In a lawsuit* filed June 30, Kroger argued that Lidl's Preferred Selection brand (featured on 160 items out of 3,000 typically stocked in a Lidl US store) is confusingly similar to its own 'Private Selection' private label brand, but following a day of testimony from both sides on July 25, US District Judge John A. Gibney Jr. denied Kroger’s request and set a trial date for January 11, 2018.
While Gibney conceded that the logos look “somewhat alike,” he didn't find that they had "an identical or similar meaning," and noted that the words 'private' and 'preferred' have different meanings, The Richmond Times reported.
In a statement sent to FoodNavigator-USA, Kroger said it was disappointed with the court's decision but vowed to continue fighting: "The Kroger Co. and our family of stores are extremely proud of Our Brands. We believe the merits of this case are clearly outlined in the complaint.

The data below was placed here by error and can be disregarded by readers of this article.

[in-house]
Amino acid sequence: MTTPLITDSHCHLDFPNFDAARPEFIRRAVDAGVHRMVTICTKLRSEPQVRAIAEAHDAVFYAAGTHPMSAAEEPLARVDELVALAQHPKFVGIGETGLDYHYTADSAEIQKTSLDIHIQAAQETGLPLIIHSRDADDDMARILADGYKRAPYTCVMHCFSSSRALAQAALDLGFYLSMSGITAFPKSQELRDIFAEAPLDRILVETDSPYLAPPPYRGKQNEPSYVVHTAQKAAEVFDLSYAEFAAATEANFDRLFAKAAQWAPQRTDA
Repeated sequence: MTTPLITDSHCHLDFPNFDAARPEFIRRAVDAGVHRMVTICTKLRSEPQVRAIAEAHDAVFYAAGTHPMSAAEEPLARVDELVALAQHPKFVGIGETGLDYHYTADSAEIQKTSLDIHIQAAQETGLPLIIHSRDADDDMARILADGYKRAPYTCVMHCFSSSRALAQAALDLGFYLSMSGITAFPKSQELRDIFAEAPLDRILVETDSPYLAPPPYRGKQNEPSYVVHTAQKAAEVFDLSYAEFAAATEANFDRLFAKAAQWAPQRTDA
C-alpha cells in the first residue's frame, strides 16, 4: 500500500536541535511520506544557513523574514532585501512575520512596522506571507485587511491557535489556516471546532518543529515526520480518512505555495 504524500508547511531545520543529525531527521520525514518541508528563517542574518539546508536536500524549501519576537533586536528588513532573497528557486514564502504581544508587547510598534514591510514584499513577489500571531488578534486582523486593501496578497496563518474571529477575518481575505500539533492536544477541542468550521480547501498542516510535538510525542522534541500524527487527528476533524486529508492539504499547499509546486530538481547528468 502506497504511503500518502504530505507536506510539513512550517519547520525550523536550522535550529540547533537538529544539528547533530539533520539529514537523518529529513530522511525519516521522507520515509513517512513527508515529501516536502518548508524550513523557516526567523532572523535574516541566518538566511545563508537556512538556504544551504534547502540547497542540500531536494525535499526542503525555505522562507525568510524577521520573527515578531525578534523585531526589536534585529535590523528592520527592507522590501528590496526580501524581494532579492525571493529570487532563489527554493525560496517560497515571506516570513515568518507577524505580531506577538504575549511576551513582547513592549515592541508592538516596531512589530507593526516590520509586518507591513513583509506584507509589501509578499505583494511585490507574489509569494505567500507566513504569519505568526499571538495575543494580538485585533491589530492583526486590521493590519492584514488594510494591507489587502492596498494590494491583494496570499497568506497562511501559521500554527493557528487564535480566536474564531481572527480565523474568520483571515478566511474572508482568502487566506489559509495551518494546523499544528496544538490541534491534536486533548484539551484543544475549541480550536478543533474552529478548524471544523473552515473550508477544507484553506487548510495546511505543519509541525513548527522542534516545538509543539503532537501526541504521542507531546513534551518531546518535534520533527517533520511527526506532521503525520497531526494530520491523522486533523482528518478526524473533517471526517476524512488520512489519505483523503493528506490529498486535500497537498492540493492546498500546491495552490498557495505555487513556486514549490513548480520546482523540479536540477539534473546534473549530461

"We welcome fair competition and are disappointed with the court's ruling that was issued on July 25. We look forward to protecting our long-held trademarks in this ongoing litigation."
Lidl US, in turn, welcomed the ruling: "We are pleased with the court's ruling, which is a positive outcome for customers and market competition. Lidl is fully committed to delivering our customers the highest quality products at the lowest possible prices and our range will continue to include the Preferred Selection."
Read more about the case - and why attorneys we spoke to earlier this week predicted Kroger faced an uphill battle - HERE.
**The case is THE KROGER CO., and THE KROGER CO. OF MICHIGAN v. LIDL US, LLC and LIDL STIFTUNG & CO. KG, 3:17-cv-00480 filed in the eastern district of Virginia.